Researchers at The Johns Hopkins University have pinpointed a circuit in the brain responsible for encoding decision-making behavior, a circuit that — if damaged — appears to prevent a person from altering that behavior when circumstances change.
The discovery promises to enhance understanding of why some brain-damaged people have learning issues, an insight that could eventually lead to the development of more effective treatments for those with brain injury and trauma.
"There's a gap between current neurological treatment, which is typically focused on treating symptoms, and neuroscientific research, which is elucidating how the brain works," said Michael Saddoris, a graduate student in the Department of Psychological and Brain Sciences at Johns Hopkins' Krieger School of Arts and Sciences and a co-author of a paper on the topic that appeared in a recent issue of the journal Neuron. "Our work attempts to bridge that gap by providing a mechanism for how the brain operates both under damaged and normal conditions, which could provide a framework for future treatments."
The circuit in question is located in a region of the brain called the orbital frontal cortex, located right behind the eyes. It encodes the visual and other cues that people and animals use when making decisions about behavior or during the learning process, said co-author Michela Gallagher, a professor of psychological and brain sciences.
"People with lesions in this part of the brain — from strokes or other injury — seem to learn in a normal way, but are then unable to adapt their behavior when new situations arise, which is perplexing to us," Saddoris said. "Though we still don't know precisely what it is about damage to that area of the brain that causes this, we now know where it is happening, which is an important first step"
The researchers used laboratory rats to delve into how the OFC might encode information about decision-making, as well as to examine how other parts of the brain are affected when the OFC is damaged.
Electrodes were planted into the region of the rats' brains that are involved with decision-making and communicate with the OFC. Half the rats' OFC regions were damaged on one side of their brains. The rats — both those with damaged and undamaged OFC regions — then were given a task. They had to learn which odor led to a sugar reward and which led to a bitter and unpleasant outcome: a salty treat.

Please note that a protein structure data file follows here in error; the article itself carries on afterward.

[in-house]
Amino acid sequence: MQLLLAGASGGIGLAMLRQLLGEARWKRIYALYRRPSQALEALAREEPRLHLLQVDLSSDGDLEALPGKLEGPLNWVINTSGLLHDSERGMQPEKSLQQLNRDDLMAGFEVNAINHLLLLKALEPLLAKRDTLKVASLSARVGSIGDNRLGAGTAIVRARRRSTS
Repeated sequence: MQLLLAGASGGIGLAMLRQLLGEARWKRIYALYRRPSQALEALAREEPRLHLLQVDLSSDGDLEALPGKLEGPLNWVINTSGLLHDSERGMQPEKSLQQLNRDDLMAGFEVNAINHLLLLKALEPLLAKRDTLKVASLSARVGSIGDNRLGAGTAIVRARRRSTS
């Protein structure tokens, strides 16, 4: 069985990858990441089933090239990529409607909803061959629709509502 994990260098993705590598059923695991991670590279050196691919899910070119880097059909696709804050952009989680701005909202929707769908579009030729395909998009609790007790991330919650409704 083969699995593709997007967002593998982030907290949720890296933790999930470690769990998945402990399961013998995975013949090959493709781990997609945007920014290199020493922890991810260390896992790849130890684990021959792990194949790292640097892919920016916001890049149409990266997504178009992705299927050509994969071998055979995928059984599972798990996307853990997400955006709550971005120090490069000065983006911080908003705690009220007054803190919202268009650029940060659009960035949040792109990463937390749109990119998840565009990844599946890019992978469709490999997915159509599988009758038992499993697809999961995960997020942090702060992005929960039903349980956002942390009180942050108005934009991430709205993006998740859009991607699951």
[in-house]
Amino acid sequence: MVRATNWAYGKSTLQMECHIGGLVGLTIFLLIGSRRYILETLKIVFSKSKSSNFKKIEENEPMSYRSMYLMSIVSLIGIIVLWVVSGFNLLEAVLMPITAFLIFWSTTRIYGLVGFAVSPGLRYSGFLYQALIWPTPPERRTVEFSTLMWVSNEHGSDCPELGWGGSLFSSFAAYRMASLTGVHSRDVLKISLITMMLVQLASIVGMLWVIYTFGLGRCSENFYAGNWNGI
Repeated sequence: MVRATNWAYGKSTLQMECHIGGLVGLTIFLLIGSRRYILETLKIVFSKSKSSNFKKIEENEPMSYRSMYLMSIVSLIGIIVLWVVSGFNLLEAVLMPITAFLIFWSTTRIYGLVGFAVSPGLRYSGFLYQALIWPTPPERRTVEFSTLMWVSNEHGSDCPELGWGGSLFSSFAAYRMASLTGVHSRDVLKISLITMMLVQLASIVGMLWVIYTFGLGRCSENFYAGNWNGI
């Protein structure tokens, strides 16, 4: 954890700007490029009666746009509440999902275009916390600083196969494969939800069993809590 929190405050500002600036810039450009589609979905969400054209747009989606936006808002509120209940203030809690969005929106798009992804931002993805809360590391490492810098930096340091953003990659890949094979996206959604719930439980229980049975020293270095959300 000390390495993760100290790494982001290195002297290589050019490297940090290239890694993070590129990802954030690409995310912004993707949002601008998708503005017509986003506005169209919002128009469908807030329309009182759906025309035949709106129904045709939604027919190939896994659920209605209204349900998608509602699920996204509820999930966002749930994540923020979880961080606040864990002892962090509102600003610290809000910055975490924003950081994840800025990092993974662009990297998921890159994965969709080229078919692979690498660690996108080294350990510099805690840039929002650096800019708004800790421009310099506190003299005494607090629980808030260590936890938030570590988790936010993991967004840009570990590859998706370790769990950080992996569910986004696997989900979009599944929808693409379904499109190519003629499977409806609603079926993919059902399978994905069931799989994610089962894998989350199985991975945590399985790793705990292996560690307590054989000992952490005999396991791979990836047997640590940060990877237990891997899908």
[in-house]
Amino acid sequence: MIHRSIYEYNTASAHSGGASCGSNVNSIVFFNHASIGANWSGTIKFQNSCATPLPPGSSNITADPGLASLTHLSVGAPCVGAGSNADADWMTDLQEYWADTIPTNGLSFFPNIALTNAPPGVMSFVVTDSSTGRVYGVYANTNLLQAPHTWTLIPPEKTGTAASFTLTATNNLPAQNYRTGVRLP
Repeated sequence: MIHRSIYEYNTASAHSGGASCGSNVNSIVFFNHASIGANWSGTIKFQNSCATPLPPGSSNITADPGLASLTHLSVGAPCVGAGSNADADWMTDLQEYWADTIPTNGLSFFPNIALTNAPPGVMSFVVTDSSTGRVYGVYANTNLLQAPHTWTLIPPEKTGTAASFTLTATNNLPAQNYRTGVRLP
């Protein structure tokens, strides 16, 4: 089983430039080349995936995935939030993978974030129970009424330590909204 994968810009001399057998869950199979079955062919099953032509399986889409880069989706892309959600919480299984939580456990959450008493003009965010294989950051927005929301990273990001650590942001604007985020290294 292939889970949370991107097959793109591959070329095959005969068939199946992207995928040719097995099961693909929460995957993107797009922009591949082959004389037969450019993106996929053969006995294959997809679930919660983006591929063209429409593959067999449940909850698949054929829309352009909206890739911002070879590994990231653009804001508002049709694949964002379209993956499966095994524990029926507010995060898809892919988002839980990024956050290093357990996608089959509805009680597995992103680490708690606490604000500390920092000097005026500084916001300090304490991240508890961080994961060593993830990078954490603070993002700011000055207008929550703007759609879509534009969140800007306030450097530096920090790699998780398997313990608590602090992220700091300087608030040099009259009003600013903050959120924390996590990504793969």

"The task we gave the rats was similar to what a human being would experience if he was buying a soda at a machine in a foreign country," Saddoris said. "Pushing one button resulted in a strange-tasting salty soda, while another resulted in a pleasant, sugary soda. After a few trials and errors, the person would likely learn to push the button that got him the sugary soda." Through the electrodes, the research team was looking for whether neurons fired more often in the presence of one odor cue or another — the firing being a signal that the rodent was thinking about one outcome or another, Saddoris said.
"In the animals with lesions on their OFCs, the firing activity developed much more slowly than it did in the normal animals, suggesting that the OFC is critical in helping animals learn to form associations quickly," he said.
The researchers then challenged the rats' ability to adapt and learn by reversing the cues, so that the odor that formerly had led to a sweet treat now resulted in a bitter tidbit and vice versa. Continuing the soda machine analogy, Saddoris said: "The person comes back and the button he always pushed to get his favorite soda caused a bitter, salty soda to come out. He'd then have to change his strategy and figure out, all over again, how to get the soda he wanted."
The researchers wanted to observe whether the rats with and without damage to their OFC region were able to track to the new outcome — a Pine Sol scent now led to a desired sweet treat, for instance — and whether the neuron firing was similarly affected, signaling its impact on the decision-making process.
They found that the neural responses of the OFC- damaged rats remained "locked in;" that is, the damaged rats' brains were unable to adjust to the switch in clues.
"It was as if everything was very slowed down for the damaged rats, as if the neural system for their decision- making was moving at a fraction of its normal pace," Saddoris said. "It seems that OFC-lesioned animals are at the mercy of old, irrelevant information with which to make decisions. This is likely the reason people with damage to that area of their brains persist in behaving in certain ways, even when it is obvious that is it not in their best interest to do so."
According to Saddoris, these findings demonstrate that the brain is fundamentally altered by damage to the OFC.
"It helps explain why people with damage to the OFC behave the way they do," he said. "They have the ability to learn normally about their world, but they have an area of their brains that is sluggish and inflexible in guiding their behavior, trapping them in a prison of habit, so to speak. These findings give us insight into how the brain is organized." The study was supported through grants from the National Institute on Aging, the National Institute on Drug Abuse, and the National Institute of Mental Health. Materials also were provided by Stephen Warrenburg at International Flavors and Fragrances.
The article, "Rapid Associative Encoding in Basolateral Amygdala," appeared in Volume 46, Issue 2 of the journal Neuron, published April 21, 2005.
Photos of the researchers are available upon request. Contact Lisa De Nike.
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